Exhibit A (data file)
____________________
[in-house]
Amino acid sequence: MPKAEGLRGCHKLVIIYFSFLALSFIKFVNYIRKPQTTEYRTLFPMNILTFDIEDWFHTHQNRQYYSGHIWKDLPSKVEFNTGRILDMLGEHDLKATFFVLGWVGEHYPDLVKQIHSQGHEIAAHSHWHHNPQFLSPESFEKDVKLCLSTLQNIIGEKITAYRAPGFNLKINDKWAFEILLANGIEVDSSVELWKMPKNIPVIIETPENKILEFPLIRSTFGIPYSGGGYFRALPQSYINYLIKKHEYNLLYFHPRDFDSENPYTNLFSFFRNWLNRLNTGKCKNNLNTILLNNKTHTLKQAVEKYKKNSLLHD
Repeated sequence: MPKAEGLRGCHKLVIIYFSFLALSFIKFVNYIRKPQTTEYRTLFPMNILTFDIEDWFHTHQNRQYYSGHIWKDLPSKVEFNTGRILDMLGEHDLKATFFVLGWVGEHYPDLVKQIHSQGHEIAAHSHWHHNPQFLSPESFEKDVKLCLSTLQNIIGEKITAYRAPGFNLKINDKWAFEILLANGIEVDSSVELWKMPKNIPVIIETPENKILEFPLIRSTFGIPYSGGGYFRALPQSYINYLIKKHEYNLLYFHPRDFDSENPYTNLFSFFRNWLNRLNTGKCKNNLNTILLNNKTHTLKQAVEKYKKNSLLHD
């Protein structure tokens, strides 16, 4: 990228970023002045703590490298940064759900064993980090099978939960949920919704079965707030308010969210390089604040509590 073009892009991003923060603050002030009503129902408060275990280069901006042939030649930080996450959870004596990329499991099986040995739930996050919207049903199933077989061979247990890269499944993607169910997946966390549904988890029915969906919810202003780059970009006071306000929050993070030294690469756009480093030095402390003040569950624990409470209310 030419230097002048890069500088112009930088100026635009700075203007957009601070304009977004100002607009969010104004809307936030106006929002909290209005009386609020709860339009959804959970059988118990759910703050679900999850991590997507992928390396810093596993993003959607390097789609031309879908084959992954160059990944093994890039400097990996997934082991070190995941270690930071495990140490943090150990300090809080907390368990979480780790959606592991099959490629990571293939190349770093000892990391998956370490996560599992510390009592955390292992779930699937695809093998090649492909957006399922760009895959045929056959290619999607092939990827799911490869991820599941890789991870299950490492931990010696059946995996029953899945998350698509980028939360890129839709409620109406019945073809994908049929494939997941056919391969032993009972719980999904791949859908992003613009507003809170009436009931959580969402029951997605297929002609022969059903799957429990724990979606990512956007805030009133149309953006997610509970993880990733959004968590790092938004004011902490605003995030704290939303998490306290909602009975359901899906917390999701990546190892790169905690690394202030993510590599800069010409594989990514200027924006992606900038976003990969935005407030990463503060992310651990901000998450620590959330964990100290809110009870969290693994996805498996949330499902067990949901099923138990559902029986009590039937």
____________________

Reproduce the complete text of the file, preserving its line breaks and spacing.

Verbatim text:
[in-house]
Amino acid sequence: MPKAEGLRGCHKLVIIYFSFLALSFIKFVNYIRKPQTTEYRTLFPMNILTFDIEDWFHTHQNRQYYSGHIWKDLPSKVEFNTGRILDMLGEHDLKATFFVLGWVGEHYPDLVKQIHSQGHEIAAHSHWHHNPQFLSPESFEKDVKLCLSTLQNIIGEKITAYRAPGFNLKINDKWAFEILLANGIEVDSSVELWKMPKNIPVIIETPENKILEFPLIRSTFGIPYSGGGYFRALPQSYINYLIKKHEYNLLYFHPRDFDSENPYTNLFSFFRNWLNRLNTGKCKNNLNTILLNNKTHTLKQAVEKYKKNSLLHD
Repeated sequence: MPKAEGLRGCHKLVIIYFSFLALSFIKFVNYIRKPQTTEYRTLFPMNILTFDIEDWFHTHQNRQYYSGHIWKDLPSKVEFNTGRILDMLGEHDLKATFFVLGWVGEHYPDLVKQIHSQGHEIAAHSHWHHNPQFLSPESFEKDVKLCLSTLQNIIGEKITAYRAPGFNLKINDKWAFEILLANGIEVDSSVELWKMPKNIPVIIETPENKILEFPLIRSTFGIPYSGGGYFRALPQSYINYLIKKHEYNLLYFHPRDFDSENPYTNLFSFFRNWLNRLNTGKCKNNLNTILLNNKTHTLKQAVEKYKKNSLLHD
């Protein structure tokens, strides 16, 4: 990228970023002045703590490298940064759900064993980090099978939960949920919704079965707030308010969210390089604040509590 073009892009991003923060603050002030009503129902408060275990280069901006042939030649930080996450959870004596990329499991099986040995739930996050919207049903199933077989061979247990890269499944993607169910997946966390549904988890029915969906919810202003780059970009006071306000929050993070030294690469756009480093030095402390003040569950624990409470209310 030419230097002048890069500088112009930088100026635009700075203007957009601070304009977004100002607009969010104004809307936030106006929002909290209005009386609020709860339009959804959970059988118990759910703050679900999850991590997507992928390396810093596993993003959607390097789609031309879908084959992954160059990944093994890039400097990996997934082991070190995941270690930071495990140490943090150990300090809080907390368990979480780790959606592991099959490629990571293939190349770093000892990391998956370490996560599992510390009592955390292992779930699937695809093998090649492909957006399922760009895959045929056959290619999607092939990827799911490869991820599941890789991870299950490492931990010696059946995996029953899945998350698509980028939360890129839709409620109406019945073809994908049929494939997941056919391969032993009972719980999904791949859908992003613009507003809170009436009931959580969402029951997605297929002609022969059903799957429990724990979606990512956007805030009133149309953006997610509970993880990733959004968590790092938004004011902490605003995030704290939303998490306290909602009975359901899906917390999701990546190892790169905690690394202030993510590599800069010409594989990514200027924006992606900038976003990969935005407030990463503060992310651990901000998450620590959330964990100290809110009870969290693994996805498996949330499902067990949901099923138990559902029986009590039937």